Principles of Possibility:
Considerations for a 21st Century
Art & Culture Curriculum
Has any art teacher ever reviewed the national or state standards for art education or the prevailing list of elements and principles of design and then declared, “I feel so motivated to make some art!” I don’t believe so and this is why using standards as they are conventionally written is not an ideal structure on which to elaborate a curriculum.
Contemplating the main topics of a curriculum ought to stimulate students’ and teachers’ anticipation and participation. Modernist elements and principles, a menu of media, or lists of domains, modes, and rationales are not sufficient or necessary to inspire a quality art curriculum through which students come to see the arts as a significant contribution to their lives.
An art curriculum is not a mere container of aesthetic and cultural content; a curriculum is itself an aesthetic and cultural structure. Students should be able to sense, examine, and explain the structure of the art curriculum; these explanations should emphasize important ideas and themes associated with traditional and contemporary artmaking practices.
Structuring a Quality Art Curriculum
The essential contribution that arts education can make to our students and to our communities is to teach skills and concepts while creating opportunities to investigate and represent one’s own experiences—generating personal and shared meaning. Quality arts curriculum is thus rooted in belief in the transformative power of art and critical inquiry.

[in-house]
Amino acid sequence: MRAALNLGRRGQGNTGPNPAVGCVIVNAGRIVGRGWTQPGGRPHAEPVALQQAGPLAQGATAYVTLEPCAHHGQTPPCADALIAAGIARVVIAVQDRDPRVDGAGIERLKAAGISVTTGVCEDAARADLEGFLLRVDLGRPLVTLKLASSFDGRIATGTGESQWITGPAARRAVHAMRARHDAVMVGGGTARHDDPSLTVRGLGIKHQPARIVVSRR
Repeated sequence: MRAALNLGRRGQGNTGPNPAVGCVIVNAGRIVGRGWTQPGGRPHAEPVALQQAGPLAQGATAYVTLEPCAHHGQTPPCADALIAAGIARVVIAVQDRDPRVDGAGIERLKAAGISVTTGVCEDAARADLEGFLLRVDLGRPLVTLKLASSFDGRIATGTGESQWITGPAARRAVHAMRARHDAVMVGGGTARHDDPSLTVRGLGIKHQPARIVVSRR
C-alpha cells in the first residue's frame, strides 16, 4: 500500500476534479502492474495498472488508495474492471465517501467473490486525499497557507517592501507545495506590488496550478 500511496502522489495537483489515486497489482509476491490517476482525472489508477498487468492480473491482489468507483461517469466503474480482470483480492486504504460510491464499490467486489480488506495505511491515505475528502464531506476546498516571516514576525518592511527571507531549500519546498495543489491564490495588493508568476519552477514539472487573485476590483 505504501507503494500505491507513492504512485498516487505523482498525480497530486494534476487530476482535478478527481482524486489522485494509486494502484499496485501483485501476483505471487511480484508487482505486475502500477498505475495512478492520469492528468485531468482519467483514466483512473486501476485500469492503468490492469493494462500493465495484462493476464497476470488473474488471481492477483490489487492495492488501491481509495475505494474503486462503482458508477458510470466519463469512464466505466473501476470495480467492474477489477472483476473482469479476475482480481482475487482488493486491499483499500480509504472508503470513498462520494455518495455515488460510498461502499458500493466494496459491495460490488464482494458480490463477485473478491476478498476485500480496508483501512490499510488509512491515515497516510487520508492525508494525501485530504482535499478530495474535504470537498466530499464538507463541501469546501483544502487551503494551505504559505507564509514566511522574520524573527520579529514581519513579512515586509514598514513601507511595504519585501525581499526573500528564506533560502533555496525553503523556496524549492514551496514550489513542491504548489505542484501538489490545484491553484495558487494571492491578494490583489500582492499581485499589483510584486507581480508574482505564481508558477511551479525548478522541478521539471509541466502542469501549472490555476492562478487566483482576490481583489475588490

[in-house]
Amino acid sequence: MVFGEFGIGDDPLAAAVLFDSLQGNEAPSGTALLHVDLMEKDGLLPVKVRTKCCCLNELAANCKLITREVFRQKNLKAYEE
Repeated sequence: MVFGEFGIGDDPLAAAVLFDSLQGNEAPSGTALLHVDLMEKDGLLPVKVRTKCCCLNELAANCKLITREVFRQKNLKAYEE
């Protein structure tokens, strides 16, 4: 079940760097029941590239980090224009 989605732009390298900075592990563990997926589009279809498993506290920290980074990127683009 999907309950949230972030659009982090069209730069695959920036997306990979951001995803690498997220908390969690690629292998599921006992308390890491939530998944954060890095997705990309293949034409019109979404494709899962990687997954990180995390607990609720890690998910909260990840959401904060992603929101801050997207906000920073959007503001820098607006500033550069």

Despite their frustrations with lack of resources, cutbacks, and the necessity to, once again, prove the importance of the arts in students’ lives, the daily witnessing of the transformation of materials and minds keeps art teachers engaged and deeply committed to their work. It is important that we identify and focus on truly foundational principles of art education—meaningful ethical, intellectual, and artistic principles that inspired talented and dedicated people to become art teachers in the first place.
The structures on which each art teacher, school, or district elaborate unique curricular approaches should have in common that they investigate big questions about the uses of art and other images in shaping our interactions with the world around us.
It is difficult to see how complex ideas related to art, history, and culture can be meaningfully interwoven on curriculum structures based on standards related to media use or formal properties. Planning a unit on line and then deciding to add to it, the study of “cultures that use line in their art” is unlikely to provide a complex, thoughtful approach to the role of art in societies. It makes a lot more sense to plan a curriculum focusing on understanding the role of artists, artistic practices, and the arts in reflecting and shaping history and culture and to then incorporate objectives related to formal properties, analytic techniques, or media processes into these larger themes.
What is at stake is making use of the structure of the curriculum to exemplify the very heart of the art educational experience for the student, for the school, and for the community. Do we really want students to say that art is “about” line, shape, color or contrast and repetition?